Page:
In sum, it seems that MacArthur has a problem with progressive evangelicals who view anti-racism activism part of their Christian duty. In outlining his concern, he demonstrates something ugly.
WE AFFIRM that the primary role of the church is to worship God through the preaching of his word, teaching sound doctrine, observing baptism and the Lord’s Supper, refuting those who contradict, equipping the saints, and evangelizing the lost. We affirm that when the primacy of the gospel is maintained that this often has a positive effect on the culture in which various societal ills are mollified. We affirm that, under the lordship of Christ, we are to obey the governing authorities established by God and pray for civil leaders.
WE DENY that political or social activism should be viewed as integral components of the gospel or primary to the mission of the church. Though believers can and should utilize all lawful means that God has providentially established to have some effect on the laws of a society, we deny that these activities are either evidence of saving faith or constitute a central part of the church’s mission given to her by Jesus Christ, her head. We deny that laws or regulations possess any inherent power to change sinful hearts.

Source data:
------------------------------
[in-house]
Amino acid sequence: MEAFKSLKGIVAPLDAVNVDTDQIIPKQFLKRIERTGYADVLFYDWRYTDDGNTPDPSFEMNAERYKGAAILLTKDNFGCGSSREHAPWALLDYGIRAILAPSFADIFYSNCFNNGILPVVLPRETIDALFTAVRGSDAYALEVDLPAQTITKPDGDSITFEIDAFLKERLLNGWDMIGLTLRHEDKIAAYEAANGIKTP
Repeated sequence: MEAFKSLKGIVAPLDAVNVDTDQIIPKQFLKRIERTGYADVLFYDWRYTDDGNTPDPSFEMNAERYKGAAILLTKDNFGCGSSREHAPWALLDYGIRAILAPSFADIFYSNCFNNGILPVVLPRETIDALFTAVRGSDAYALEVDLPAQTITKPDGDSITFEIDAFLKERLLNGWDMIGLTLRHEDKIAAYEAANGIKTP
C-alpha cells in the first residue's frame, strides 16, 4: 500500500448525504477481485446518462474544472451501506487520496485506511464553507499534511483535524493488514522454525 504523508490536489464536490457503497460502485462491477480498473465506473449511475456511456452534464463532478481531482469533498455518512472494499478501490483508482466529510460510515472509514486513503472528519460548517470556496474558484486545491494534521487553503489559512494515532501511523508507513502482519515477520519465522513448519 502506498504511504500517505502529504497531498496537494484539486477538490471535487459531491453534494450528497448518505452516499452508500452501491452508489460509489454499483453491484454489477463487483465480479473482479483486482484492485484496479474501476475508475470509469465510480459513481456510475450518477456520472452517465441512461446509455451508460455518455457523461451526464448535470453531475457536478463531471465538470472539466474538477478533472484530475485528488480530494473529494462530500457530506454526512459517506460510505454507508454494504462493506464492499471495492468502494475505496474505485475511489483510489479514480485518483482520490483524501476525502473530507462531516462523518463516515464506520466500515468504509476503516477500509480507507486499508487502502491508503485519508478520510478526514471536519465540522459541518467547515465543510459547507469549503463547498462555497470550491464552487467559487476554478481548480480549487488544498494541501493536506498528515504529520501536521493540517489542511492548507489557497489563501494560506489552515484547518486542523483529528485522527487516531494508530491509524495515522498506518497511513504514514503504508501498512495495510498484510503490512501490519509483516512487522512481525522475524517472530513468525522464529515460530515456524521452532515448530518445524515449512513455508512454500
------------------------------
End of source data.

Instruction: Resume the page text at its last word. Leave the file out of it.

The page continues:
One wonders, given MacArthur’s last statement, what he would have said about the civil rights movement had he been preaching in the 1950s or 1960s.
Curious, especially given that MacArthur appears somewhat older in pictures, I looked up MacArthur’s bio, wondering what he was doing in the 1950s and 1960s. In the early 1960s, MacArthur attended Talbot Theological Seminary, a school under the umbrella of the Bible Institute of Los Angeles (BIOLA). Samual Sutherland, president of BIOLA, was the institution’s defining during that decade.
Sutherland was no fan of the civil rights movement. Not in the least. Indeed, in July 1965, Sutherland published an article titled “Rights Run Rampant”:
Mobs demanding their rights are appearing with more and more alarming regularity. It is frightening to realize how these groups are springing up and making their voices heard in every quarter of our land. There seems to be no concerted effort on the part of our politically-minded government officials even to try to stop it. …